Fiscal and monetary policy
What characterizes fiscal and monetary policy
Fiscal policy: adjustments in government tax and spending levels,
Monetary policy: controlled by central bank, target interest rates
What characterizes economic, cultural and political globalization
emergence of a complex web of inter-connectedness that means
that our lives are increasingly shaped by events that occur, and
decisions that are made, at a great distance from us
Economic: free trade agrements, common currencies
Political: UN, EU
Cultural: United states of Europe?, westernization
The financial crisis and its aftermath key points from lectures and
the textbook
The crisis: rise in private debt, complacency from policymakers,
banks and financial institutions became excessively leveraged and
vulnerable
Aftermath: government and central banks try to fight crisis through
monetary and fiscal policy, private debt overhang, sovereign debt
problems
The correct answers to the quiz on poverty & development we jointly
looked at in lecture
In 1950 there were fewer than one billion children (aged 0-14) in
the world. By 2000 there were almost two billion. How many do UN
experts think there will be in 2100? 2 billion
In the past 20 years the proportion of people living in poverty has
nearly halved
Global life expectancy 70 years
80% of adults today literate
distribution of income globally: bell curve just slightly tilted down
On average, in the world as a whole today, men aged 25-34 have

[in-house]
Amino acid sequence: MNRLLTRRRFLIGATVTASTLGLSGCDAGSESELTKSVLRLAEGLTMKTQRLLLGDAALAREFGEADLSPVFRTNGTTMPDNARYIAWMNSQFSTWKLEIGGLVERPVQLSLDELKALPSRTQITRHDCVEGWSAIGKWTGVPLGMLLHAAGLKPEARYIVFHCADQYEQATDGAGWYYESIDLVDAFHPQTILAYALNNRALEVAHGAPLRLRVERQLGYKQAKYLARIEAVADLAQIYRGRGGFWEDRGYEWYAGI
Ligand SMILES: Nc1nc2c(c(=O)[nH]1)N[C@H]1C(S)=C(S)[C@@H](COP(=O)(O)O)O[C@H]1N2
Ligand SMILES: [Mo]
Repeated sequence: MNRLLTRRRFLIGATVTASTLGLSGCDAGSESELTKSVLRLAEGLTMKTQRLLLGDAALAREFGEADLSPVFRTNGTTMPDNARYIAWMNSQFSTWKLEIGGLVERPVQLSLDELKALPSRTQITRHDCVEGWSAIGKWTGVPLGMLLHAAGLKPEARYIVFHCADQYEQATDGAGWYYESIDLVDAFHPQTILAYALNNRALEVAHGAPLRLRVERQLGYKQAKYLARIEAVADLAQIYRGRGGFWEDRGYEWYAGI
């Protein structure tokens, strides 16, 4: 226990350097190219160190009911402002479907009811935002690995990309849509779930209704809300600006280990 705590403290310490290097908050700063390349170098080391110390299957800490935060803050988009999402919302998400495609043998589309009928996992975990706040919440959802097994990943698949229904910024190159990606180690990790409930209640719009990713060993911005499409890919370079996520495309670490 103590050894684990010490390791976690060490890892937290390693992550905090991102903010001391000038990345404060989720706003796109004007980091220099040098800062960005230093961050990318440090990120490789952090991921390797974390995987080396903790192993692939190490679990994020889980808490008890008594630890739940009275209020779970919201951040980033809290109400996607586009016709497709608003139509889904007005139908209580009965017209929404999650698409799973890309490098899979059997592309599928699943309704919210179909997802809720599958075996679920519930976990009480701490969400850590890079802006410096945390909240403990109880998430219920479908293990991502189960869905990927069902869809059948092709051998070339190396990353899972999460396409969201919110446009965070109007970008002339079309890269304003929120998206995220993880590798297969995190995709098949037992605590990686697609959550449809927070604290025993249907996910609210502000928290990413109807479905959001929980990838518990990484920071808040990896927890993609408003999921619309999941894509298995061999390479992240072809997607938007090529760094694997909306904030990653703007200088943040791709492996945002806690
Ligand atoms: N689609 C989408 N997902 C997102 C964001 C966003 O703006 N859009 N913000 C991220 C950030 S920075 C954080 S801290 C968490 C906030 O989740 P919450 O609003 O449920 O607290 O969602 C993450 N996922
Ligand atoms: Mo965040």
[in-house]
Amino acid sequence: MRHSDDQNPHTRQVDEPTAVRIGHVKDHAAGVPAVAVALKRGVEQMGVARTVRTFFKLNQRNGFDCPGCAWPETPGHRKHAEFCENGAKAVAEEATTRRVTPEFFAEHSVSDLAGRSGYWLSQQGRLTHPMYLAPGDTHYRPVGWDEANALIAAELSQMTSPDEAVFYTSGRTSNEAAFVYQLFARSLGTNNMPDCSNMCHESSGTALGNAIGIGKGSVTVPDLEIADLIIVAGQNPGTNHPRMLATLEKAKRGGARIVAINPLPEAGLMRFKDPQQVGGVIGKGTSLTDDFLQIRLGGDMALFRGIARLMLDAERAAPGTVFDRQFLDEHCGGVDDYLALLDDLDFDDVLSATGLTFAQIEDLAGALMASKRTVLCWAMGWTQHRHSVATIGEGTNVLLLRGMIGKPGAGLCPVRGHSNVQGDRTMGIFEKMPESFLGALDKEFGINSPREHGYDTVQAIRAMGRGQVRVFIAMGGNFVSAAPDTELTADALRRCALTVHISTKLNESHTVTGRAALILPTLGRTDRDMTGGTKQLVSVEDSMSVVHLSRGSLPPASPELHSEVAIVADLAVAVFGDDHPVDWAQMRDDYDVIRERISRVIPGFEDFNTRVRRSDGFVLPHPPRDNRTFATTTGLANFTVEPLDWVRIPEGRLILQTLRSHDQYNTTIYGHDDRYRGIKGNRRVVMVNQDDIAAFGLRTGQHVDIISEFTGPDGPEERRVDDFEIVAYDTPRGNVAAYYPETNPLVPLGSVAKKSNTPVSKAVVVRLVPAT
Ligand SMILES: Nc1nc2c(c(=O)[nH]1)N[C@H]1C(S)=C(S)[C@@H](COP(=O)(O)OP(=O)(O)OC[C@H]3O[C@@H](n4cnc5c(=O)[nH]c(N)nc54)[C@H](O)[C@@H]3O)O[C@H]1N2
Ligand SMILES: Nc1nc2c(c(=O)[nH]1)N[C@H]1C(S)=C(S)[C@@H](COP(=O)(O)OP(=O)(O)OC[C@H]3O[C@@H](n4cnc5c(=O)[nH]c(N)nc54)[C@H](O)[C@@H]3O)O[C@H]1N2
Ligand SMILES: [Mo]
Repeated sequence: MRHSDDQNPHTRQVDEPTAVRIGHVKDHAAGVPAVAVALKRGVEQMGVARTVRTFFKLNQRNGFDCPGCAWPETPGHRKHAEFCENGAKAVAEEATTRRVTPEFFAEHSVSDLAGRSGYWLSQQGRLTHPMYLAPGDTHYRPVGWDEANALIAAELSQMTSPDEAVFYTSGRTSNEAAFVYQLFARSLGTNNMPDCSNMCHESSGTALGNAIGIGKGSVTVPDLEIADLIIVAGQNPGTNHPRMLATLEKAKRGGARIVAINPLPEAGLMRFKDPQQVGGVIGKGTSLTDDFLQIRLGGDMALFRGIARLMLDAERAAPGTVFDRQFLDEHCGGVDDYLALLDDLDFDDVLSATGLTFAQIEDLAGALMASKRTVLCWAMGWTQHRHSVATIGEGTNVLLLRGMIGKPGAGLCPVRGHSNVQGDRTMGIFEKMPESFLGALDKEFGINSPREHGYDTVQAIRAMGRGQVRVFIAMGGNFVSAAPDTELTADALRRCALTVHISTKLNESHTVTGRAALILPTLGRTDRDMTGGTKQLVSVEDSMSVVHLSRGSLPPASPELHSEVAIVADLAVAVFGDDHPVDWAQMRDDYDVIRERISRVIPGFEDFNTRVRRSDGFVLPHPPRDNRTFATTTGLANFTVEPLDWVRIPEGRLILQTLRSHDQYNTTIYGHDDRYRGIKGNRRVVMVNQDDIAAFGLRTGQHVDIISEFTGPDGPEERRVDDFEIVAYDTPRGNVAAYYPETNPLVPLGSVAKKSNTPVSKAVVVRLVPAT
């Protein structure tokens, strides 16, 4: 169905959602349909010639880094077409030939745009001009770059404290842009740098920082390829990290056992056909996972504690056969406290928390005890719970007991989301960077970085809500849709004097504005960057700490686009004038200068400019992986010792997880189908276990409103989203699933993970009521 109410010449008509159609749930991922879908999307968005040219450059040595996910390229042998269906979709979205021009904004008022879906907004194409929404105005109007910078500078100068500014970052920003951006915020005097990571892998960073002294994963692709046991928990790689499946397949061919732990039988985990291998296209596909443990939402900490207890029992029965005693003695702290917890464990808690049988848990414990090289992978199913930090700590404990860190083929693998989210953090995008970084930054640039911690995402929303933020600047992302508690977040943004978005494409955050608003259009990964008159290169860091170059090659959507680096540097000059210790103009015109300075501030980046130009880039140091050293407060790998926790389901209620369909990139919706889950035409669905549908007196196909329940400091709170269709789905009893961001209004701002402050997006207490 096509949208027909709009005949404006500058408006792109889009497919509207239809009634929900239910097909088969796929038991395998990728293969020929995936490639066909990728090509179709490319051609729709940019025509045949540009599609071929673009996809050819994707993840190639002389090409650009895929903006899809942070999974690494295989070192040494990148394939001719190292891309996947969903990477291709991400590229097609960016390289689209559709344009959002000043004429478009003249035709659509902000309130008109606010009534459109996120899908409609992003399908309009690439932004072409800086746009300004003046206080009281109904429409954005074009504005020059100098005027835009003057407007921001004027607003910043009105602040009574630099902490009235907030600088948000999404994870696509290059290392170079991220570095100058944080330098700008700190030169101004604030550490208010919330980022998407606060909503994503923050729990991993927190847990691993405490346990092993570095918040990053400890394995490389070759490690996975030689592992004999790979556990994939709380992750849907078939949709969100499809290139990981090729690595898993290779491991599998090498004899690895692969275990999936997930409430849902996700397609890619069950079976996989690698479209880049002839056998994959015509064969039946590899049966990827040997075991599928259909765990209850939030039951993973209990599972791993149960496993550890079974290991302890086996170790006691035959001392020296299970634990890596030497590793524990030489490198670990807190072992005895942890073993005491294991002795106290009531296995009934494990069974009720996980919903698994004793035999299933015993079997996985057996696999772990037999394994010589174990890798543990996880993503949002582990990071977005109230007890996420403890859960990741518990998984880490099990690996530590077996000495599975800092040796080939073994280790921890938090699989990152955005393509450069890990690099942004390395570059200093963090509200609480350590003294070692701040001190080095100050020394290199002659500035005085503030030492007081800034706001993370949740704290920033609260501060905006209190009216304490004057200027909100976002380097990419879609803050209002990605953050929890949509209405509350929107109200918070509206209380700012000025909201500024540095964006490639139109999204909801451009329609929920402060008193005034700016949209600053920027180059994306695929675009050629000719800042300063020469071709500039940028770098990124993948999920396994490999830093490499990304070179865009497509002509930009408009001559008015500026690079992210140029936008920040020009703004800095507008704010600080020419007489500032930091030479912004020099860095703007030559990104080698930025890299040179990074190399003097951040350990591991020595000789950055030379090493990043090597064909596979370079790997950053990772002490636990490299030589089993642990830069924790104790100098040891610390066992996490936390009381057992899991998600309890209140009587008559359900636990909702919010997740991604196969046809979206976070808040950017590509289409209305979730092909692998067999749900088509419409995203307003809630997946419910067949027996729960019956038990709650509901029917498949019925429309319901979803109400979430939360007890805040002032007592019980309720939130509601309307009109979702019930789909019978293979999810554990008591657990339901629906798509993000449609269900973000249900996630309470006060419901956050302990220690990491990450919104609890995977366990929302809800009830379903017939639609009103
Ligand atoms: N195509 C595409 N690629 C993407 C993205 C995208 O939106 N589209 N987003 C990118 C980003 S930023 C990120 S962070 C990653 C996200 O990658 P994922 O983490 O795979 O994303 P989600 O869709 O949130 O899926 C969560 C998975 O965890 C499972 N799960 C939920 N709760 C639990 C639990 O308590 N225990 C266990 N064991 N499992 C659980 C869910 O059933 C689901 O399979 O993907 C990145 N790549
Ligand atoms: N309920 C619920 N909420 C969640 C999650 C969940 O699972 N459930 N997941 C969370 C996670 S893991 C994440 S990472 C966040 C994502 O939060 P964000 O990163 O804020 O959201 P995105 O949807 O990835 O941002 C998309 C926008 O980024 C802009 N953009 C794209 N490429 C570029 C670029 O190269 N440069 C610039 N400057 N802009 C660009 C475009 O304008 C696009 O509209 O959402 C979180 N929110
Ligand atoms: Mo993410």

spent 8 years in school. How many years on average have women
in the same age group spent in school? - 7 years
Percent of 1 year olds vaccinated for measles 80%

1% world energy generated comes from wind and solar


global birth rate 2.5
What is meant by extractive and inclusive political and economic
institutions, and how they are said to shape whether nations fail or thrive
Inclusive: thrives
o enforce property rights, create level playing field, encourage
investment in new technologies and skills
o distribute power widely, secure rule of law
Extractive: suffers
o Extract resources from many to the few
o Concentrate power in hands of the few
Why South Korea is an example those who emphasize the role of
economic and political institutions in development like to point to
Because the difference between north and south korea is so severe
and their geography, ethnic makeup and culture (traditional reasons
a country was said to do well) are so similar
The natural resource trap (or curse)
Should make a country thrive, End up being mismanaged/
corruption
Key factor is time of discovery: discovered before good institutions?
SOL
What is meant by the reversal of fortune with regards to
colonization, and how it ties in with the point about extractive/inclusive
institutions
Countries that were already rich received extractive institutions,
while poorer ones received inclusive ones
Reversed the fortunes of countries that were colonized, those that